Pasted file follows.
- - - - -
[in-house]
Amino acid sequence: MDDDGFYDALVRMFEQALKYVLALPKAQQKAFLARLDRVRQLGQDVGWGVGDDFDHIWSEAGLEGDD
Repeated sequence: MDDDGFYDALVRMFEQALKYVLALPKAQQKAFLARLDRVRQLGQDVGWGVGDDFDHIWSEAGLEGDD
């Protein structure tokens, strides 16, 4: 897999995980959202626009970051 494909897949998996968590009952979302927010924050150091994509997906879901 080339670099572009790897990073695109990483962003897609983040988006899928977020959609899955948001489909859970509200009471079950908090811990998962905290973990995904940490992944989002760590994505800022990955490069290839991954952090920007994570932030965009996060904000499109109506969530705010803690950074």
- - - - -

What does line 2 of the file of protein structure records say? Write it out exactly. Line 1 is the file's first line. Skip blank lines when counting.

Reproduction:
Amino acid sequence: MDDDGFYDALVRMFEQALKYVLALPKAQQKAFLARLDRVRQLGQDVGWGVGDDFDHIWSEAGLEGDD